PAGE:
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Development of severe skeletal defects in induced SHP-2-deficient adult mice: a model of skeletal malformation in humans with SHP-2 mutations.

Bauler TJ, Kamiya N, Lapinski PE, Langewisch E, Mishina Y, Wilkinson JE, Feng GS, King PD - Dis Model Mech (2010)

Bottom Line: Induced deletion of SHP-2 resulted in impaired hematopoiesis, weight loss and lethality.Skeletal malformations were associated with alterations in cartilage and a marked increase in trabecular bone mass.The model is predicted to be of further use in understanding how SHP-2 regulates skeletal morphogenesis, which could lead to the development of novel therapies for the treatment of skeletal malformations in human patients with SHP-2 mutations.

View Article: PubMed Central - PubMed

Affiliation: Department of Microbiology and Immunology, University of Michigan Medical School, Ann Arbor, MI 48109-5620, USA.

ABSTRACT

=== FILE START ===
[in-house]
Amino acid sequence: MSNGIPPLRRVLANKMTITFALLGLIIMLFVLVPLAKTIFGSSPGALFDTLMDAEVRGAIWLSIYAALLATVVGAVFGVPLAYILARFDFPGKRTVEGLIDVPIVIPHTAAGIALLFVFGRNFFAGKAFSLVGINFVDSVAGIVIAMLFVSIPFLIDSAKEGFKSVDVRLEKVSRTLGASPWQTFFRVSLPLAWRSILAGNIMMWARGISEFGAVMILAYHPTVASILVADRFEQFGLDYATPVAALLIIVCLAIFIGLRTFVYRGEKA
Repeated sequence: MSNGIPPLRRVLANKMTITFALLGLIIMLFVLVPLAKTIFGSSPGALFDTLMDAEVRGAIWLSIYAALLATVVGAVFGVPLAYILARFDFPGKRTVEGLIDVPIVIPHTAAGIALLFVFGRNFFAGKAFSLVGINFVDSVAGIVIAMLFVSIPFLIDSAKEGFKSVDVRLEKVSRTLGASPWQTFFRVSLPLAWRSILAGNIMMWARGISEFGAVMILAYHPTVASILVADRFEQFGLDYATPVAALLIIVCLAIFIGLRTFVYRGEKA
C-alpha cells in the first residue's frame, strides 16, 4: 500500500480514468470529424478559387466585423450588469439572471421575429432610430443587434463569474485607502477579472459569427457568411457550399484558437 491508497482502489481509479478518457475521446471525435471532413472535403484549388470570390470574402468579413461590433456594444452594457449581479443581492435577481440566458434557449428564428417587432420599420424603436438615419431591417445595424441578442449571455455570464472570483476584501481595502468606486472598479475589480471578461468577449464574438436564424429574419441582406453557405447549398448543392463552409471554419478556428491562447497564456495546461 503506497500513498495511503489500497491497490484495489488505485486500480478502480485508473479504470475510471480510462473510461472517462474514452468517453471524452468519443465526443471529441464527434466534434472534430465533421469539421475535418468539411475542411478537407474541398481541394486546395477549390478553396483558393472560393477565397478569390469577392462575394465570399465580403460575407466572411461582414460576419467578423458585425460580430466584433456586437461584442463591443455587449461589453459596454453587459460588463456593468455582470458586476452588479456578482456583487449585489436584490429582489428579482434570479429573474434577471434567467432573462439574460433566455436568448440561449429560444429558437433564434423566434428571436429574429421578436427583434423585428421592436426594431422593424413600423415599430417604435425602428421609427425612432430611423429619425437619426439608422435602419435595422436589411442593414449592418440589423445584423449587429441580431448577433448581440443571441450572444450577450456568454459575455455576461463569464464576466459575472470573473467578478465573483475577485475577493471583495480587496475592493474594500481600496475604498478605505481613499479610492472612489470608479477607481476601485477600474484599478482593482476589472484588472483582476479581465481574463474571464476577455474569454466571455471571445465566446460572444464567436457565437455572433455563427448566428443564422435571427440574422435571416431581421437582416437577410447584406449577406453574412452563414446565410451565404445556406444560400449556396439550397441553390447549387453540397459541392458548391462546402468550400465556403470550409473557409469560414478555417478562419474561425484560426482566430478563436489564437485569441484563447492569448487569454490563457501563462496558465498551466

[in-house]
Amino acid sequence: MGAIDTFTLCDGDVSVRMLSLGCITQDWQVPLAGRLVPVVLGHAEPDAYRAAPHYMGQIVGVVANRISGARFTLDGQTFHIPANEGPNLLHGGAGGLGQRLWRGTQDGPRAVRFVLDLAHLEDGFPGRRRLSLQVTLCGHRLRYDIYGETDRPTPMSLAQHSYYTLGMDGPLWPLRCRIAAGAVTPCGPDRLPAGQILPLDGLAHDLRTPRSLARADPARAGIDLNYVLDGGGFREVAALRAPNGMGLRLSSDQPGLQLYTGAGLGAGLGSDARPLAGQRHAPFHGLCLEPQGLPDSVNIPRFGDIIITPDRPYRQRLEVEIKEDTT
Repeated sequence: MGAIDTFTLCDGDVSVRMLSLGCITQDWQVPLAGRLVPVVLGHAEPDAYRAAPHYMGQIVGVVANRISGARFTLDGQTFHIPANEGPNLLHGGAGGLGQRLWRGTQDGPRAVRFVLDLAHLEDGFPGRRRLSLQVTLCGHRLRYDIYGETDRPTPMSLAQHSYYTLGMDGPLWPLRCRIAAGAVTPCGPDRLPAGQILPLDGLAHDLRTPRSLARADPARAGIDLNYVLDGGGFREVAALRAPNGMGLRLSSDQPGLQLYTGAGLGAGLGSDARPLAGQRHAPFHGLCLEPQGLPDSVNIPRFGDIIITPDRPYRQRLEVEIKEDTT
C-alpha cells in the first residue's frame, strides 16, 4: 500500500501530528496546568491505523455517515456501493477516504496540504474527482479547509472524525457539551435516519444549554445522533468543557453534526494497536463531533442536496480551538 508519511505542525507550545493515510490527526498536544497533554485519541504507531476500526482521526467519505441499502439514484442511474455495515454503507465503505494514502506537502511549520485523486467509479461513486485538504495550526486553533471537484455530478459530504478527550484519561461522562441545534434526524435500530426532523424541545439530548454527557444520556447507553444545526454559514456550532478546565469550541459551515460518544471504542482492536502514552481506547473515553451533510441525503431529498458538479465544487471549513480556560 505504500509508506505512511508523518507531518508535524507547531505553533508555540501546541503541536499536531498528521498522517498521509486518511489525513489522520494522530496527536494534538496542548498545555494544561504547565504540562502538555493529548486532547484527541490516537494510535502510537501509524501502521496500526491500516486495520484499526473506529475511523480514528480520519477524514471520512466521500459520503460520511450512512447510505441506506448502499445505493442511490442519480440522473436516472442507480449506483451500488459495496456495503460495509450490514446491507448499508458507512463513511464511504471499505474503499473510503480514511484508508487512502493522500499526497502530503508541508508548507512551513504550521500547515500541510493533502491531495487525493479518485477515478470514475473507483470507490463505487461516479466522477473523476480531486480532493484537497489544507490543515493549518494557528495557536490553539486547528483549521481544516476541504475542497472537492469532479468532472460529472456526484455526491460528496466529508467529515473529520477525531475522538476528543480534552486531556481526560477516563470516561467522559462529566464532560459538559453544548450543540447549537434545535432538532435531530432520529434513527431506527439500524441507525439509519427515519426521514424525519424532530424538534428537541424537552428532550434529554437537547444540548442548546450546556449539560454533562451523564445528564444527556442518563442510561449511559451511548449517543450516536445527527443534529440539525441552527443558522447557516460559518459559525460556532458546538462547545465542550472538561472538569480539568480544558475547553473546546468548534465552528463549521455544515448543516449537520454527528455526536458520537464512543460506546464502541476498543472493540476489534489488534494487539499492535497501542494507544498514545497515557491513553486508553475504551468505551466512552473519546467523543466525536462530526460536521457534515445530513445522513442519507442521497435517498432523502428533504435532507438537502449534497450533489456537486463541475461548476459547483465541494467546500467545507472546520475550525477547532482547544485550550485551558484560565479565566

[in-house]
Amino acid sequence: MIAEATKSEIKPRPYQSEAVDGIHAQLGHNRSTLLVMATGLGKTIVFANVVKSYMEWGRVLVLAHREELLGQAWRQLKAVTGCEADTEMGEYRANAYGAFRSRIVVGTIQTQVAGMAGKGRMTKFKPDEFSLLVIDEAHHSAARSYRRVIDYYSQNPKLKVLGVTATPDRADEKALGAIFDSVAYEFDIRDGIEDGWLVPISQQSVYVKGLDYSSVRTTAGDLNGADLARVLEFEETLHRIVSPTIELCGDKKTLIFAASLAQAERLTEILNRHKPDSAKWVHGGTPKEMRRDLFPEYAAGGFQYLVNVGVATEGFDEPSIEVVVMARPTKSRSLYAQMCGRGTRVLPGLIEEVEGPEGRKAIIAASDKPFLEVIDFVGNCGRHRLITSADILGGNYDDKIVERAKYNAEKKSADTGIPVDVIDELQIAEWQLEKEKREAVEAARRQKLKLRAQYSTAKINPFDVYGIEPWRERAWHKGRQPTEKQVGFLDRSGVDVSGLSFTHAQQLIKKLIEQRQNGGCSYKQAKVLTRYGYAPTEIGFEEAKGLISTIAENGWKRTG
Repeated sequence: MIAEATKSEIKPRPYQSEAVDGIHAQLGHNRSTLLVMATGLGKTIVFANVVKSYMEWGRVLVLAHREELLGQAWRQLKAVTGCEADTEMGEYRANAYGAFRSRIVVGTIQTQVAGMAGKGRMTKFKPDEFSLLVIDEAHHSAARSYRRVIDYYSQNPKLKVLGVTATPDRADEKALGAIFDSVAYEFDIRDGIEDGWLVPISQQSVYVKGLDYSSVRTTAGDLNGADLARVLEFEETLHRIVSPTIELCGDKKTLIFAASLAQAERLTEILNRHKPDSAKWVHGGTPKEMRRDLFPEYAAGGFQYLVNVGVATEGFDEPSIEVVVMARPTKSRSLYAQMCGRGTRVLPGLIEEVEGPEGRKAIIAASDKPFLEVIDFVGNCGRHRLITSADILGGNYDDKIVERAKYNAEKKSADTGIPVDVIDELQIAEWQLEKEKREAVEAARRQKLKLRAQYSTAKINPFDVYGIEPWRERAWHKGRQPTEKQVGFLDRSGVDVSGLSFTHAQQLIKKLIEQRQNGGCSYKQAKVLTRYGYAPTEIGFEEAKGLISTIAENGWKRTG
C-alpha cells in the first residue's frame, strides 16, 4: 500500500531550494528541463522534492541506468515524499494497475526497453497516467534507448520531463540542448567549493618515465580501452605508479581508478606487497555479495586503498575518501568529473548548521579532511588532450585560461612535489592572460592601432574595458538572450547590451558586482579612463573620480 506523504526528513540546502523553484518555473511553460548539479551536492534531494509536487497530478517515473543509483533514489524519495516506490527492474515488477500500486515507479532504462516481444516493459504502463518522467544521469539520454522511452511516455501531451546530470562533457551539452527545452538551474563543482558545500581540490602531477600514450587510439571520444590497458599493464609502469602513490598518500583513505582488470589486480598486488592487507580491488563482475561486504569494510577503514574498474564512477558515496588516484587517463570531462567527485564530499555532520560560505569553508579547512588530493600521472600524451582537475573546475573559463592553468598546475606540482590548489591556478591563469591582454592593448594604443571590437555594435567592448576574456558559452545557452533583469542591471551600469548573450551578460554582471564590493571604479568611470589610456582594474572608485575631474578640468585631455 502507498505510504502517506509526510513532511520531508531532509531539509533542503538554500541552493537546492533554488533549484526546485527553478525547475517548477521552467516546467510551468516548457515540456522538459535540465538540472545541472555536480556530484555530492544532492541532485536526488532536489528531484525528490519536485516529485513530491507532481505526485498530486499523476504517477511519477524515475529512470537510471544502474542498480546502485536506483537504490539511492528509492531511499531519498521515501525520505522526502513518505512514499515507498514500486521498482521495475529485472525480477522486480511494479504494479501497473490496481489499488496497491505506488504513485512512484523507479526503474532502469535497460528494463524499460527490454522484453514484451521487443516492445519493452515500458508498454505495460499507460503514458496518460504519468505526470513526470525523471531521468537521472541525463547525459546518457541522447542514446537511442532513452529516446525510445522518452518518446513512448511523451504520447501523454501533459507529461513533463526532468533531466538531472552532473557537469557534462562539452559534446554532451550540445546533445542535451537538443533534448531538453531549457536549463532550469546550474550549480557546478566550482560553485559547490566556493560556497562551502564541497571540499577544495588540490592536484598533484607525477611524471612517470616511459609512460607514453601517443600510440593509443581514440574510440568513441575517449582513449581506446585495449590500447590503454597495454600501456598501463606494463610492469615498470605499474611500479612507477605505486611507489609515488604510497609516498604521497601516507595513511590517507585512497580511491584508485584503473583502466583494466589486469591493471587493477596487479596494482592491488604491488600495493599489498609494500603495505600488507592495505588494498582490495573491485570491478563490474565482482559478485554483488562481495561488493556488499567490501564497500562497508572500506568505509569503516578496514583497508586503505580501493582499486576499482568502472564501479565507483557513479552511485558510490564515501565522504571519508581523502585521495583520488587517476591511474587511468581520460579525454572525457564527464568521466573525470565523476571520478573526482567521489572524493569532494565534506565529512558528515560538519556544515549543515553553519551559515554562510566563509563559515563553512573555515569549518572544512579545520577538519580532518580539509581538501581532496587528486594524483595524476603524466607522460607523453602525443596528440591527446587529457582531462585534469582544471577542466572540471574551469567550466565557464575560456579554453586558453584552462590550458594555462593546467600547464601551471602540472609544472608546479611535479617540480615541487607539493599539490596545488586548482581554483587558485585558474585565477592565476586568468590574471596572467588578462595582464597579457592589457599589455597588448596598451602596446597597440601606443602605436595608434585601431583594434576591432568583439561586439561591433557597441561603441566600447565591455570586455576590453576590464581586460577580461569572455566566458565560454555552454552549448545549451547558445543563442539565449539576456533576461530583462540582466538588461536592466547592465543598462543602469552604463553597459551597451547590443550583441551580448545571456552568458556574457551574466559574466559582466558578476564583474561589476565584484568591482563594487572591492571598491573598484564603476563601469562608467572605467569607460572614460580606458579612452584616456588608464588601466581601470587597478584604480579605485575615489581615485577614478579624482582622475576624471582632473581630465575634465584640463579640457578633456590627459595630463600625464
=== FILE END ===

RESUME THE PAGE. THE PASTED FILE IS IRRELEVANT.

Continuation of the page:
SHP-2 (encoded by PTPN11) is a ubiquitously expressed protein tyrosine phosphatase required for signal transduction by multiple different cell surface receptors. Humans with germline SHP-2 mutations develop Noonan syndrome or LEOPARD syndrome, which are characterized by cardiovascular, neurological and skeletal abnormalities. To study how SHP-2 regulates tissue homeostasis in normal adults, we used a conditional SHP-2 mouse mutant in which loss of expression of SHP-2 was induced in multiple tissues in response to drug administration. Induced deletion of SHP-2 resulted in impaired hematopoiesis, weight loss and lethality. Most strikingly, induced SHP-2-deficient mice developed severe skeletal abnormalities, including kyphoses and scolioses of the spine. Skeletal malformations were associated with alterations in cartilage and a marked increase in trabecular bone mass. Osteoclasts were essentially absent from the bones of SHP-2-deficient mice, thus accounting for the osteopetrotic phenotype. Studies in vitro revealed that osteoclastogenesis that was stimulated by macrophage colony-stimulating factor (M-CSF) and receptor activator of nuclear factor kappa B ligand (RANKL) was defective in SHP-2-deficient mice. At least in part, this was explained by a requirement for SHP-2 in M-CSF-induced activation of the pro-survival protein kinase AKT in hematopoietic precursor cells. These findings illustrate an essential role for SHP-2 in skeletal growth and remodeling in adults, and reveal some of the cellular and molecular mechanisms involved. The model is predicted to be of further use in understanding how SHP-2 regulates skeletal morphogenesis, which could lead to the development of novel therapies for the treatment of skeletal malformations in human patients with SHP-2 mutations.